As climate change continues to express itself in various ways, protecting waterfront property and infrastructure is an urgent matter. The longstanding traditional protection methods, such as seawalls and stone revetments, are effective, but in specific cases, they can have adverse effects on natural systems. Therefore, alternatives need to be sought when hardened shorelines are not the preferred solution. The Epsilon team has a depth of experience working to plan and permit resilient shorelines in tidal and non-tidal waters. A few examples include the MBTA Charlestown Bus Garage Resiliency Project on the Mystic River in Boston and Somerville, MA; the Senator Joseph Finnegan Park at Port Norfolk on the Neponset River in Boston, MA; the Sconset Bluff Stabilization Project on Nantucket, MA; and the Merrimack Riverbank Stabilization Project at Wellman Avenue on the Merrimack River in Chelmsford, MA.
The nearly 4,000-foot long Merrimack Riverbank Stabilization Project at Wellman Avenue demonstrates how combining natural (“soft”) solutions with traditional (“hard”) civil construction can protect important infrastructure while maintaining a natural system. The success of the project demonstrates that “hybrid” approaches should be examined and selected when site conditions allow.
The project site supports a 700-unit waterfront condominium development built in the mid-1980’s. Since its construction, the riverbank had eroded, with some portions exhibiting nearly vertical slopes up to 16-feet high. The gravity sewer serving the development is parallel to the bank and portions of the sewer line were only 10-feet from the top of the bank when planning and design began. During previous intense single-storm and flooding events, 6- to 10-feet of the bank had eroded; thus, the sewer was at risk for exposure and damage. The bank needed to be stabilized to avoid environmental harm from a raw sewage discharge to the Merrimack River, should the sewer become exposed and rupture. Several bank stabilization options were evaluated, and from those options, the hybrid solution (i.e., a stone sill with a vegetated slope above it) was selected as the option that would protect the sewer for the long-term and concomitantly provide riparian habitat.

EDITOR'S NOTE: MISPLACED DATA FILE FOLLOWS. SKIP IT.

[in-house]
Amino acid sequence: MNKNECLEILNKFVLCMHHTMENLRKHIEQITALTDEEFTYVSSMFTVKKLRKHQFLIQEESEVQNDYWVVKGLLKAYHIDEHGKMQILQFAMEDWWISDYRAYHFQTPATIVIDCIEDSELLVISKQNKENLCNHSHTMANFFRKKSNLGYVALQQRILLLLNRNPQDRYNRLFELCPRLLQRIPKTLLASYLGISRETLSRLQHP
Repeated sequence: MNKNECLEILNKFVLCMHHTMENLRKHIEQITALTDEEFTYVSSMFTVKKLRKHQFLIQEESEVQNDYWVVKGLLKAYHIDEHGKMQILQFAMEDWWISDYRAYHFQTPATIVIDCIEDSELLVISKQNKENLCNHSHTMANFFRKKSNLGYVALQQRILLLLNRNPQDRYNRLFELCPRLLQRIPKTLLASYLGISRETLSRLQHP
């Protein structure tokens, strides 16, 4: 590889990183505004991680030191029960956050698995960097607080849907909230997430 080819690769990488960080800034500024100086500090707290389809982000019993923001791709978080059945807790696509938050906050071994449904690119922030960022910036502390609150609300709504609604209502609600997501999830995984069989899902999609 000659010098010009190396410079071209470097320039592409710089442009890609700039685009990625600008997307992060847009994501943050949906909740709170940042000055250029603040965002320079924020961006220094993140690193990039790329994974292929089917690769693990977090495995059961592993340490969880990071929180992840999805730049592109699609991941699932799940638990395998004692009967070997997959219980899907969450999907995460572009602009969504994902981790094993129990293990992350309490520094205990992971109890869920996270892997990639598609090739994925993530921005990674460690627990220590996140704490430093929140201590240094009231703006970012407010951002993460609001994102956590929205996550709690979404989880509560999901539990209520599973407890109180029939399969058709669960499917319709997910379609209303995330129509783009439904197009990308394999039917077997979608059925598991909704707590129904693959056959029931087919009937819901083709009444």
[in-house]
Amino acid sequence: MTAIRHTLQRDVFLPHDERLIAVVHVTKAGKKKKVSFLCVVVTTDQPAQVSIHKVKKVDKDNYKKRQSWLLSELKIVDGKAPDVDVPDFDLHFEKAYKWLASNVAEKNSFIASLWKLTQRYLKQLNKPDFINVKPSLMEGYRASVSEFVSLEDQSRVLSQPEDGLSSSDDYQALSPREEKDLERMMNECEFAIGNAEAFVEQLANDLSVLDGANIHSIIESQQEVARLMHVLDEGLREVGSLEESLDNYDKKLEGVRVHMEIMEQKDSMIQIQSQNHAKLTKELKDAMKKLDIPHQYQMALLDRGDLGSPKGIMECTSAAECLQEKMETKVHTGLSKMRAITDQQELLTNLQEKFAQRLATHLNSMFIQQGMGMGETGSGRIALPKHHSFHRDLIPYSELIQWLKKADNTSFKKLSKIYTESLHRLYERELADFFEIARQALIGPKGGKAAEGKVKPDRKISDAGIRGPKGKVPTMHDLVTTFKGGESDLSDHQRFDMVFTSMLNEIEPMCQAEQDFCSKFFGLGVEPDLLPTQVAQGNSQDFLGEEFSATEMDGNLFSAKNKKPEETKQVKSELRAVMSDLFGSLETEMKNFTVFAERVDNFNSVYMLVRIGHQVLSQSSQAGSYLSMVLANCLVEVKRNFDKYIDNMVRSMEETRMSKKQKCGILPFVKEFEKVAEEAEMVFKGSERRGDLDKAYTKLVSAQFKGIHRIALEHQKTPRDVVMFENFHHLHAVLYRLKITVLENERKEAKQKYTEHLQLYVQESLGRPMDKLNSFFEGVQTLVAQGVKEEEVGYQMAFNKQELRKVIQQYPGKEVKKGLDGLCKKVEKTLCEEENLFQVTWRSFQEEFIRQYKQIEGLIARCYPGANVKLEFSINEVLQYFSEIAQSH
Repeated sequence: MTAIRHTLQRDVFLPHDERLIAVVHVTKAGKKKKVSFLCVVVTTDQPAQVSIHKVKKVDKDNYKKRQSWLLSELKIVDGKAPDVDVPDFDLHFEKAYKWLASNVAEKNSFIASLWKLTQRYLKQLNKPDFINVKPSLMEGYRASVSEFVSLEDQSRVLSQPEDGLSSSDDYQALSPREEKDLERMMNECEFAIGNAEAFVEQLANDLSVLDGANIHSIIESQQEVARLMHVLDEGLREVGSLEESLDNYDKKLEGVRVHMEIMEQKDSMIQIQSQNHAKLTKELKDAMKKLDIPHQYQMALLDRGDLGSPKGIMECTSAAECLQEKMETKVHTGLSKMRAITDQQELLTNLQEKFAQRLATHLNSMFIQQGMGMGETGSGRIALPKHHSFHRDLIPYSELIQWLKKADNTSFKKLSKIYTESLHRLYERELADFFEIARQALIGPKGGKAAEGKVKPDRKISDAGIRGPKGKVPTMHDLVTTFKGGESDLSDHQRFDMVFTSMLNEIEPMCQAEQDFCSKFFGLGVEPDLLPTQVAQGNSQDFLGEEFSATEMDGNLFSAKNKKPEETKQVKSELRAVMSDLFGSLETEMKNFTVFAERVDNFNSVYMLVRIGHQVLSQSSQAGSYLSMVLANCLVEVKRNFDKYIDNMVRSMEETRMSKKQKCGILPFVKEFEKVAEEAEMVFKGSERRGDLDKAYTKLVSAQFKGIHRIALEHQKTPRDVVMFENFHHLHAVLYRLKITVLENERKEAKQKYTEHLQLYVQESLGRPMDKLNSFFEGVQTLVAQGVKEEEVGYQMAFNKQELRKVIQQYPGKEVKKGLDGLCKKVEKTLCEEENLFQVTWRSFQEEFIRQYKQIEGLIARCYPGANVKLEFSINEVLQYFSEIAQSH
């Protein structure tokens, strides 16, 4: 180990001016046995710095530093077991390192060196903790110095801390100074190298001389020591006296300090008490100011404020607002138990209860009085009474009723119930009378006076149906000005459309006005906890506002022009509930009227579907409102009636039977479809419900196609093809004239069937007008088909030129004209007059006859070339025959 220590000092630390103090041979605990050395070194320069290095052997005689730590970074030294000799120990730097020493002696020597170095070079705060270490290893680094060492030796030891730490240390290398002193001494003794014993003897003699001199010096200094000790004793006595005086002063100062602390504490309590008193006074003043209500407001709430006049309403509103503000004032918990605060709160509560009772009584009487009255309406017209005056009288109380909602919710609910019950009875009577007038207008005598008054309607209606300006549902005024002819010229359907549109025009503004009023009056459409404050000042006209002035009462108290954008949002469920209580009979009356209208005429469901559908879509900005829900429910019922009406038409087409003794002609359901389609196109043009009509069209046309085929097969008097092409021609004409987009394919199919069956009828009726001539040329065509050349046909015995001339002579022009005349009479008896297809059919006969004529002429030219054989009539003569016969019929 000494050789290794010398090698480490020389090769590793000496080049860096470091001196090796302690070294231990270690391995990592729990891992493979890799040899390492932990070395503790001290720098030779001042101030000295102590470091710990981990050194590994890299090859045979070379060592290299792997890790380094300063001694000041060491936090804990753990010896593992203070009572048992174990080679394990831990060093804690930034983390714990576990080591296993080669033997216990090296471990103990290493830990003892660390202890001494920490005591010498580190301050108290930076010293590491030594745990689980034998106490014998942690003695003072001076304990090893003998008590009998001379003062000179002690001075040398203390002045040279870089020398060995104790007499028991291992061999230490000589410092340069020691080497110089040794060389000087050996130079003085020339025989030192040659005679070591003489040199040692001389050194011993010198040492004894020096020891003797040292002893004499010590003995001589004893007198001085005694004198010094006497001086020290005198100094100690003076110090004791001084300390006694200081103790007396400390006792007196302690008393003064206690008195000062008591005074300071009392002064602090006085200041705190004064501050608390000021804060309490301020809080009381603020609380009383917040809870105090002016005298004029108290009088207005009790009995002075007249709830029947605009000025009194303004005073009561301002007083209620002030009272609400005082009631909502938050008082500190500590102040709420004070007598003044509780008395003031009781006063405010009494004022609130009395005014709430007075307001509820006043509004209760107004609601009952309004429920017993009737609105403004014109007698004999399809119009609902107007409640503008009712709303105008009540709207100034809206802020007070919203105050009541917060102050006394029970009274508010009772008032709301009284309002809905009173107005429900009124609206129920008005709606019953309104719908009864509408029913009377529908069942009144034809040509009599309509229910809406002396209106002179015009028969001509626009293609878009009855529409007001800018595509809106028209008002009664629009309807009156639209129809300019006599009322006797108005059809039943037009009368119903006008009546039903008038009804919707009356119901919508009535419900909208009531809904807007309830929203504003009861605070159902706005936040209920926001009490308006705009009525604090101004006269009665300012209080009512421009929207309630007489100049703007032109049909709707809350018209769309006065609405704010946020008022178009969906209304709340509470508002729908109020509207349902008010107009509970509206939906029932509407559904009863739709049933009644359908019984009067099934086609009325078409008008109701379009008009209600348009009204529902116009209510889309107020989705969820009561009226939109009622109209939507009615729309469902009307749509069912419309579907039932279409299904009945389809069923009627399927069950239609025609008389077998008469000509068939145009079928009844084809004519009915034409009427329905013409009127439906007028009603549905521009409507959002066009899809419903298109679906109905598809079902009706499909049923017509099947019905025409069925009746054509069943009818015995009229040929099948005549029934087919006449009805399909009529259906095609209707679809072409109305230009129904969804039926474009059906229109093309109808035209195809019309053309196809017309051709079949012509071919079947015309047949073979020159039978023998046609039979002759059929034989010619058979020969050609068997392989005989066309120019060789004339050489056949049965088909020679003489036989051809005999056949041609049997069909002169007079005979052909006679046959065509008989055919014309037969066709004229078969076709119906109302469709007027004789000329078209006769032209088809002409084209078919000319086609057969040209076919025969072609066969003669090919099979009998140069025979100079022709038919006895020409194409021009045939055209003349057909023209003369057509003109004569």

Above the stone sill, coir rolls were installed to form the soil slope and provide a more robust slope while planted vegetation becomes established and binds the soil. Existing mature and stable trees were retained to protect riparian habitat features and retain tree root matrixes that provided soil stabilization. To protect fisheries habitat, the stone sill was constructed using large stones to leave interstitial spaces, refugia, along the toe of the bank. On the re-constructed slope approximately 3,500 shrubs and 850 trees were planted above the sill, and the slope was over-seeded with grasses and forbs to stabilize the soils. Over time, vegetation is expected to develop and provide travel corridor and feeding habitat for terrestrial wildlife, and shade from overhanging branches will improve the riverine habitat.
Epsilon led the planning and environmental permitting efforts to bring this project to fruition. Epsilon staff worked with the Town and the condominium association to secure a FEMA Hazard Mitigation Grant to fund this project. Epsilon then worked to secure local, state, and federal permits, which included among others: MEPA review, Chapter 91 License, NHESP review, and a U.S. Army Corps of Engineers Individual Permit. Team Members GEI Consultants Inc. led the design, PAL provided cultural resources assessment and permitting, and SumCo Eco Contracting constructed the project.